The English Historical Review, Vol. 71, No. 280. (Jul., 1956), pp. 401-427.
During the last few years considerable interest has been shown by Soviet historians in the British attitude towards the Russian conquest of north Caucasia which, beginning in the early years of the nineteenth century, was finally completed in 1864. Until recently Soviet historians had ascribed a democratic and progressive character to the resistance carried on over many decades by the tribesmen of the area. This resistance was represented as the heroic struggle of peoples fighting for their national independence against the encroachments of Tsarist imperialism.
In 1950, however, a sudden and complete reversal of this viewpoint took place. Such a position, declared an article in Pravda on 14 May 1950, ‘is anti-Marxist, opposed to the facts of history and, finally, it distorts the proper significance of this movement, which was reactionary, nationalistic and worked in the service of English capitalism and the Turkish Sultan’. Since then the leaders of the struggle for independence in Daghestan, Chechnia, and Circassia have been pictured as Mohammedan fanatics, chauvinists who, as representatives of the feudal ruling class, had nothing in common with the interests of the masses.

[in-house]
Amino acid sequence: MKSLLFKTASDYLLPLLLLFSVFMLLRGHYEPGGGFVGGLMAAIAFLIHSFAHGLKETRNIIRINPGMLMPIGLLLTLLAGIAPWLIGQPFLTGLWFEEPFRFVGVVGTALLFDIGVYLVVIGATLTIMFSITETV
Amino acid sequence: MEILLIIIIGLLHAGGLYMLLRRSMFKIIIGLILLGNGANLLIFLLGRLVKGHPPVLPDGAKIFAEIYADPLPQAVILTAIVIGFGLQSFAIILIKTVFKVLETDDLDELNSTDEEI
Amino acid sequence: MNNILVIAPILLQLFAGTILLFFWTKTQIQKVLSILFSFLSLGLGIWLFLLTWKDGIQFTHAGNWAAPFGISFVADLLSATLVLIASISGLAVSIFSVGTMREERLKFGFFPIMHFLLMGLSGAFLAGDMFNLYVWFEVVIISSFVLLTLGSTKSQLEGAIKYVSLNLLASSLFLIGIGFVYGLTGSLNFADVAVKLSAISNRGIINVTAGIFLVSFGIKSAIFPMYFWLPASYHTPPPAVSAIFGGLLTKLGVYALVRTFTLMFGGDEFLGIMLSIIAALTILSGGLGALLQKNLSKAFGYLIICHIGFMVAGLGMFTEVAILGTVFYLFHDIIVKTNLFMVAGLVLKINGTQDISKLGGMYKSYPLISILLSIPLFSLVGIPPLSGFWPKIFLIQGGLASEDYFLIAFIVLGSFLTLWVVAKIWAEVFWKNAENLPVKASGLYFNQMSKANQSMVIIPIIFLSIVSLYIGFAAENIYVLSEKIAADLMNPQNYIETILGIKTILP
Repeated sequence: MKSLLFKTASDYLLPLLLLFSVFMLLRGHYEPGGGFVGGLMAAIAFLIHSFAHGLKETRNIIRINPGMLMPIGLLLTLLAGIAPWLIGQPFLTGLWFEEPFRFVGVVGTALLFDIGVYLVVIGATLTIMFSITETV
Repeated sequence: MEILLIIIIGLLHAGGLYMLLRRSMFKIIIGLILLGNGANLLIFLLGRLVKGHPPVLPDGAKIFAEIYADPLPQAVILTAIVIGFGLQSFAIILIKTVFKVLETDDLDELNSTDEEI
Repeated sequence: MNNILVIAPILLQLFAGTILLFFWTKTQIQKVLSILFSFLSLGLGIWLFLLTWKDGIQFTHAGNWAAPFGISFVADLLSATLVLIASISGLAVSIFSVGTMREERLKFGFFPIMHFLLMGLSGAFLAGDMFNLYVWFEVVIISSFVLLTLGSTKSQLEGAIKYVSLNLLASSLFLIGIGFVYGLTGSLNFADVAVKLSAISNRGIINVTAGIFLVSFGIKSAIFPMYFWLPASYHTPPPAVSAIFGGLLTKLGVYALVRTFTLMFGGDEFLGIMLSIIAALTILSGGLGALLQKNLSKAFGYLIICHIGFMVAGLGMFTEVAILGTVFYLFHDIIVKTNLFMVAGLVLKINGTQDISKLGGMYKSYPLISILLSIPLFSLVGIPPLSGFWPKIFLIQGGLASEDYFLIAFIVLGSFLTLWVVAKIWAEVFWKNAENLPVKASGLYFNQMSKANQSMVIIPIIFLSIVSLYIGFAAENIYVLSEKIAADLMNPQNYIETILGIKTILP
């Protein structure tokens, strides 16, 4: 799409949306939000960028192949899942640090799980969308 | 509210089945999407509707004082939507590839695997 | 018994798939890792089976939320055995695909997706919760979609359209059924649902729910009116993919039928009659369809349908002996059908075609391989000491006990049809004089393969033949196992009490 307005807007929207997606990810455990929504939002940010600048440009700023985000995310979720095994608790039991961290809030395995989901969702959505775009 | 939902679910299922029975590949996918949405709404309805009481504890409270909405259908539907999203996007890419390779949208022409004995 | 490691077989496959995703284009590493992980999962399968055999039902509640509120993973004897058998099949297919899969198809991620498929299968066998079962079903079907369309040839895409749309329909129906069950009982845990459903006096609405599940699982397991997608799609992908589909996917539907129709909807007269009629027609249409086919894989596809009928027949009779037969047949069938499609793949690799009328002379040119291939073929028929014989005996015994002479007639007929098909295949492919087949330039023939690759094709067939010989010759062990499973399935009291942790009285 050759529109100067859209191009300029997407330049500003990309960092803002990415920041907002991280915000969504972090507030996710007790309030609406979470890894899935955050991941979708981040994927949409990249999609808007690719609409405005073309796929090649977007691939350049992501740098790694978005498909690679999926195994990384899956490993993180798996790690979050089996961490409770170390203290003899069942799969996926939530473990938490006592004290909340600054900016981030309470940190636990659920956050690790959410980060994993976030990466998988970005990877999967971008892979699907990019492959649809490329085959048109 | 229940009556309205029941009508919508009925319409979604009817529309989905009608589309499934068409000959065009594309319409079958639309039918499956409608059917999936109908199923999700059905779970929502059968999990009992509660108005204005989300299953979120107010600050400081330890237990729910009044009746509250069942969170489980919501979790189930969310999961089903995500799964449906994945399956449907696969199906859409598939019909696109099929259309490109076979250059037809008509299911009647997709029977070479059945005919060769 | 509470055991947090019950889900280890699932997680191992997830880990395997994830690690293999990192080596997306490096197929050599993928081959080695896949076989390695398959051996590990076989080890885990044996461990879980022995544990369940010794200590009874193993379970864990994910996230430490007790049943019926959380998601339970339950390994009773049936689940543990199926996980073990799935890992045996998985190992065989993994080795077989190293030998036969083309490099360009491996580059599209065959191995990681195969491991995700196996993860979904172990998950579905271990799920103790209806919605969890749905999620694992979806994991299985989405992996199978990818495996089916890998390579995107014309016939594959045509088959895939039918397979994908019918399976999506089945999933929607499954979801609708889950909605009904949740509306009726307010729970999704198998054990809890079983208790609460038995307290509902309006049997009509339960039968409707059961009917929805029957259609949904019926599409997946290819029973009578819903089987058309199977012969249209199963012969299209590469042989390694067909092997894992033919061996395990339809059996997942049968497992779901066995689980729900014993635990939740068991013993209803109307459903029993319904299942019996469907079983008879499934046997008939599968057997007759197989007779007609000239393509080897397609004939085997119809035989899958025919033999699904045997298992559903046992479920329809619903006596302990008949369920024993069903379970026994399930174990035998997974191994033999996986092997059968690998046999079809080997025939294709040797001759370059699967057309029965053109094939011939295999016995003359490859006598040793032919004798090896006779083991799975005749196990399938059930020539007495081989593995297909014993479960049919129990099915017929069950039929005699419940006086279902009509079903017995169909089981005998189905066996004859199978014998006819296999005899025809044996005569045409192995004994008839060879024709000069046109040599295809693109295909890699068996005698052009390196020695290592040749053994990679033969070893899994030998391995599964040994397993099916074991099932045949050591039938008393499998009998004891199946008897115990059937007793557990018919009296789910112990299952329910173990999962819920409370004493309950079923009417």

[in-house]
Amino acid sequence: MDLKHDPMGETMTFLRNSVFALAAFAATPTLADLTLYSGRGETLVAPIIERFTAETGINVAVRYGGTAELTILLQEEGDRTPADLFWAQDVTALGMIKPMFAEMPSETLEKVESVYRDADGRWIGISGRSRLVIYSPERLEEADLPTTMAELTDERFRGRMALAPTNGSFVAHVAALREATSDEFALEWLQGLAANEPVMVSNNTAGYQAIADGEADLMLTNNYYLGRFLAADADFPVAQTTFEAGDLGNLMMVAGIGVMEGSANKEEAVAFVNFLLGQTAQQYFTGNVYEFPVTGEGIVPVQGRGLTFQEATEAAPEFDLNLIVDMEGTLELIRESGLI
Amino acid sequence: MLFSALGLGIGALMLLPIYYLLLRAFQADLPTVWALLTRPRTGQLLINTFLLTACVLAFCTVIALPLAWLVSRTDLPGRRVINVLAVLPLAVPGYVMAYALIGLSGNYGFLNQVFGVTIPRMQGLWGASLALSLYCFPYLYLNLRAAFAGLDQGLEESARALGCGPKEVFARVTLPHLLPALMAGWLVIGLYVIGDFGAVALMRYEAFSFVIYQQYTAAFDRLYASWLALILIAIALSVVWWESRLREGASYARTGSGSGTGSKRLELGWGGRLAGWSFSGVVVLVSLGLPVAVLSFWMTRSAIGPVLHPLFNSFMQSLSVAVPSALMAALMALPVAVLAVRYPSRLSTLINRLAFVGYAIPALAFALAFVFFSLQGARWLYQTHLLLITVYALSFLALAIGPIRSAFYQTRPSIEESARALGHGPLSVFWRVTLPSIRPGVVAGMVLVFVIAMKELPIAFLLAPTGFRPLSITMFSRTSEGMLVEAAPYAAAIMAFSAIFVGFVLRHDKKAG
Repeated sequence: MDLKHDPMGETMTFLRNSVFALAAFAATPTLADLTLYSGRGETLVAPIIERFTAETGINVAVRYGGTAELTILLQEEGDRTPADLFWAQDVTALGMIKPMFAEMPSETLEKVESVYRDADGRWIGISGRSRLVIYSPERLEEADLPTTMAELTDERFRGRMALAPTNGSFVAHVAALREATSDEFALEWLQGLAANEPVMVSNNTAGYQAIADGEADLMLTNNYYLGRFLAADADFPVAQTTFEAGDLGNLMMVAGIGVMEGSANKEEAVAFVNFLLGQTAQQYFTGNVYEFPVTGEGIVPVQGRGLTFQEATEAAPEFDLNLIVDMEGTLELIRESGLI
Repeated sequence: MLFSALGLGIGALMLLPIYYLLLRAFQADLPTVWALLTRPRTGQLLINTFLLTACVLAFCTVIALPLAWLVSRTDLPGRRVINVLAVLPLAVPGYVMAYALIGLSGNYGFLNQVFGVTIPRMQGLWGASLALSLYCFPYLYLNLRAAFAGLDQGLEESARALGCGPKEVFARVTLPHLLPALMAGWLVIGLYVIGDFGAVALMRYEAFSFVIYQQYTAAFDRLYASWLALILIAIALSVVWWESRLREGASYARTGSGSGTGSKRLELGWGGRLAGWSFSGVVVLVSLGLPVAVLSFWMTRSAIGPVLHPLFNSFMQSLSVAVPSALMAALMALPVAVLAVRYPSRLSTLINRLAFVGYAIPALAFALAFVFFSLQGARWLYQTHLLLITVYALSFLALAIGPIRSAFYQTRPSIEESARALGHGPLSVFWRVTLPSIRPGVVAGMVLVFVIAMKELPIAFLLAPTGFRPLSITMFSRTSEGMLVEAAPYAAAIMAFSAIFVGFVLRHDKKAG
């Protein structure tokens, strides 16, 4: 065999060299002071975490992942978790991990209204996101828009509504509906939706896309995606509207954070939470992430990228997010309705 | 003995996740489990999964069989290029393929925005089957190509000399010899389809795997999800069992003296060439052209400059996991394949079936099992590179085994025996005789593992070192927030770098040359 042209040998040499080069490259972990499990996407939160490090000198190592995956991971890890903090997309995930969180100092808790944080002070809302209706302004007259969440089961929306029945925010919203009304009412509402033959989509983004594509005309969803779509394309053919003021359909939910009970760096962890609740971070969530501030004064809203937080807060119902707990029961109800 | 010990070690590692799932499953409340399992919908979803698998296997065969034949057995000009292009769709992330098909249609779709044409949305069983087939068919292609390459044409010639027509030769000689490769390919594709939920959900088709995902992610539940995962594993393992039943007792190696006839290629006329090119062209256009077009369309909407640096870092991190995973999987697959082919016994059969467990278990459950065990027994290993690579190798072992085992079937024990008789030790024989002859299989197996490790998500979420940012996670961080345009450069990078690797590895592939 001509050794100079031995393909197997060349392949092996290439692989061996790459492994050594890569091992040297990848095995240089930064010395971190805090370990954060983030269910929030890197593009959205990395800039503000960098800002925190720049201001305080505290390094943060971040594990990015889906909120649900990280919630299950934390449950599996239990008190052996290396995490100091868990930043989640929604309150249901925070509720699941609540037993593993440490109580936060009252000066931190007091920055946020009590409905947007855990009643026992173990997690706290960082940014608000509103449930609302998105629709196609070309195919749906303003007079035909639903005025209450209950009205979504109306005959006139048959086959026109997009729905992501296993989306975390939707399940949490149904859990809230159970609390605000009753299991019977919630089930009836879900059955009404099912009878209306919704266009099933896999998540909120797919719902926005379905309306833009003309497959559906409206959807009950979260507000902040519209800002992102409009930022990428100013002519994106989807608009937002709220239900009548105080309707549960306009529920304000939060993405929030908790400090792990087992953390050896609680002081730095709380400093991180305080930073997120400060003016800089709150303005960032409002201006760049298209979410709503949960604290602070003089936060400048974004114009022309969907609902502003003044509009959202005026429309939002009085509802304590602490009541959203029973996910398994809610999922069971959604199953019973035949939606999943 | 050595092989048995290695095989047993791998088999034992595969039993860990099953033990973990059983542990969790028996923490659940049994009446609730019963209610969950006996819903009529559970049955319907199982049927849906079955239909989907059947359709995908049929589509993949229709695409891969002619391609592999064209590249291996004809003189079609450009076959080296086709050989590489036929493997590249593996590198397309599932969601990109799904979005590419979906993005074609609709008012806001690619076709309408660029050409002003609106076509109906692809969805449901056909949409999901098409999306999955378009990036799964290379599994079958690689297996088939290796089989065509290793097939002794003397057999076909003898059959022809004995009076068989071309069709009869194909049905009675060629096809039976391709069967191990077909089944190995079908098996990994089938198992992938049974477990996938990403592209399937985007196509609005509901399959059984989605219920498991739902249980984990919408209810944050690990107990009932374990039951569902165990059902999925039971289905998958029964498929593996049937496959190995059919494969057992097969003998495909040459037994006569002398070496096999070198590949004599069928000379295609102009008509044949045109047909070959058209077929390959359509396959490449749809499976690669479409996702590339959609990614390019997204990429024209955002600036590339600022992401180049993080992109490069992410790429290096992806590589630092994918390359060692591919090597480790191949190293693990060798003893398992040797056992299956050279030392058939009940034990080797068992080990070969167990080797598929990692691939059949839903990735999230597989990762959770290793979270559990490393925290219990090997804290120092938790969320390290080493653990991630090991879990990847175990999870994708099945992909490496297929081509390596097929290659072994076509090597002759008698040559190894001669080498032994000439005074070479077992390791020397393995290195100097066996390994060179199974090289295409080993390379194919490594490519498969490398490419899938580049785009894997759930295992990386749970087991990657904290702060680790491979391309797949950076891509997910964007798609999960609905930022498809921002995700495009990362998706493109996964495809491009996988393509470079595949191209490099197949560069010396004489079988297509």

Their aim, it was now asserted, was ‘the creation of reactionary theocratic statelets under the aegis of Turkey and England’. Through conquest by Russia the north Caucasian tribesmen, though suffering from Tsarist oppression like the rest of the inhabitants of the empire, were in fact saved from joining ‘the ranks of the colonial peoples governed by English capital ’.
Indeed, the unveiling of the activities in these parts of British agents a century ago was now regarded as particularly opportune, ‘when the Anglo-American imperialists and their Turkish yes-men (podgoloski) are attempting to use obsolete Pan-Islamic and Pan-Turanian slogans as an ideological preparation for a war against the Soviet Union and the People’s Democracies ‘.
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